As well as Just Transformations, our Deep Demonstrations concentrate on seven other themes. In every case, we start by working with challenge owners including national or city governments, sector leaders or CEOs of major companies—to build demand and high-level buy-in for a systemic approach to radical transformation, and to shape a specific vision and statement of intent. Then we introduce a diverse set of ‘designers’ to help map the system we want to impact and to identify leverage points for rapid systemic change. The third and fourth components involve building a portfolio of on-the-ground projects and programmes (matching demand with supply), and creating actionable intelligence and learnings.

 

Re-industrialisation as a spur to inclusive prosperity

Consider re-industrialisation. Many areas of Europe remain highly dependent on coal and heavy industry. Finding out which combinations of the many potential levers to pull to effect change is not easy. Could the promise of clearer air or greener more future-proof jobs persuade workers in Poland to move away from coal, for example, if combined with other incentives like a citizens’ wage? What financial or fiscal incentives might push gas-fired power producers in Bulgaria to embrace renewables?

One of our workshop participants, Piotr Maslowski, provides a case in point. Deputy Mayor of Rybnik, a coal-dependent city in Poland’s Silesia region, Maslowski is working on an initiative to shift the local economy onto a cleaner footing.

It is an uphill task, he concedes. With unemployment at a mere three per cent and many coal-workers reliant on subsidised coal to heat their homes in the winter, ‘coal is king’ at present. “Under Communism, miners were treated like VIPs,” he says. “Now, it is difficult trying to convince them that they are not heroes.” The name given to his transition initiative—Rybnik360—reveals the magnitude of the turnaround required.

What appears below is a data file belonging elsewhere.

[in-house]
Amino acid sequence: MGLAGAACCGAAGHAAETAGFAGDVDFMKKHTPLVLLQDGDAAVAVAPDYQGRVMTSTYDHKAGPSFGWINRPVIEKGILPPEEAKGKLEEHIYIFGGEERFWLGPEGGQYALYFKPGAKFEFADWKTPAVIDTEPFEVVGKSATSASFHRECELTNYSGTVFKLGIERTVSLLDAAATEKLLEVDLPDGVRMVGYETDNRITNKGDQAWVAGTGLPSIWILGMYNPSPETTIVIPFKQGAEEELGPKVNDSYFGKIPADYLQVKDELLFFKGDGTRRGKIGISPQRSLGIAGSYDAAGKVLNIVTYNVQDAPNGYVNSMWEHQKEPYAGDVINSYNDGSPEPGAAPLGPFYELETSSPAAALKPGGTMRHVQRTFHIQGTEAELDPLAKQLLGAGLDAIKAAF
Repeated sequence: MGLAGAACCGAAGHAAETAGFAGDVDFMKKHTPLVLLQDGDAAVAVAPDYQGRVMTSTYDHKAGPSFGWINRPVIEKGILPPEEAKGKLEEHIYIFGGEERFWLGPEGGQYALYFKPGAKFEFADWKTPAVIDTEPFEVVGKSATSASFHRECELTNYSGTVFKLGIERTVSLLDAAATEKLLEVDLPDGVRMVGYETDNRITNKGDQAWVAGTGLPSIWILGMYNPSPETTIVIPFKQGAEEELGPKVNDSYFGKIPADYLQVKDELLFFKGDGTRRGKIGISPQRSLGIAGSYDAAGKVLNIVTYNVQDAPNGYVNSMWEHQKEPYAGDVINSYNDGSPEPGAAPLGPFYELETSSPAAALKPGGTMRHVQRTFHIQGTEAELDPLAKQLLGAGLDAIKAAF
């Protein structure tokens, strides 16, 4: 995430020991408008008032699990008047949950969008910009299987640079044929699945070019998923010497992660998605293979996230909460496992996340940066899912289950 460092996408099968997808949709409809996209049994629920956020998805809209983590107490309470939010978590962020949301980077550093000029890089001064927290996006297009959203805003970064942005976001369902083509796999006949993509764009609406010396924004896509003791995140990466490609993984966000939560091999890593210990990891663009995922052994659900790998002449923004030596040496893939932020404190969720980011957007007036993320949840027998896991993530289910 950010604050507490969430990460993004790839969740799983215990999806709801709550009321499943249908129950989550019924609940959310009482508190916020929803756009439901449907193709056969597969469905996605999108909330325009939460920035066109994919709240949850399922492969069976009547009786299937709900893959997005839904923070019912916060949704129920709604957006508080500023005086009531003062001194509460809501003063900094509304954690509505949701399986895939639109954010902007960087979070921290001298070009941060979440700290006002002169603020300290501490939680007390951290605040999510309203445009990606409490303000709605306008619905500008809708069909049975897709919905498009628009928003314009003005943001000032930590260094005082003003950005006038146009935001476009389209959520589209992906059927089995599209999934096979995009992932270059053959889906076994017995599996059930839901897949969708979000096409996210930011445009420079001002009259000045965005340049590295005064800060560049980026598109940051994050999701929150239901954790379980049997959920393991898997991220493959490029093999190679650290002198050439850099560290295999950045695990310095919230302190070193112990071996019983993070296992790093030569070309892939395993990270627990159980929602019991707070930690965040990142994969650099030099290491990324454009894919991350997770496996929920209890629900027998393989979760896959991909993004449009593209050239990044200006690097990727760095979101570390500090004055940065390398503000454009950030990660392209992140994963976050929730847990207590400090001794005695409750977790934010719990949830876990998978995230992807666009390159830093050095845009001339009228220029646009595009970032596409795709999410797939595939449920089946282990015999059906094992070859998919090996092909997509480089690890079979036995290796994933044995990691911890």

Yet Maslowski and his fellow attendees are not without hope of discovering answers, precisely because of their willingness to explore a whole systems approach. An approach designed to value the true costs of climate change, and the social, economic and ecological benefits of multi-solving for clean air, healthy liveable cities, engaged rural communities and many other co-benefits, through systems-literate investment.

While our Deep Demonstration of Just Transformations might still be in its early stages, other EIT Climate-KIC Deep Demonstrations in more advanced stages provide lessons, precedents and reasons for hope. For example, late last year the Slovenian Government adopted an EIT Climate-KIC-led proposal for a Deep Demonstration of a Circular, Regenerative and Low-carbon Economy in Slovenia—the outcome of an 18-month engagement and design process.

The country has now committed to transition to a fully circular national economy and their plan centres around building a joined-up portfolio of diverse innovations to drive circularity in five main areas:

  • Forestry
  • Built environment
  • Manufacturing
  • Food
  • Mobility

Embracing new approaches is critical. For example, to achieve climate impact, traditional models of funding and politics need to change. In this respect, Slovenia is embarking on an incredibly bold experiment, connecting ministries and funding to break down siloes, and to capitalise on the benefits of circularity.

 

Expanding buy-in for climate policy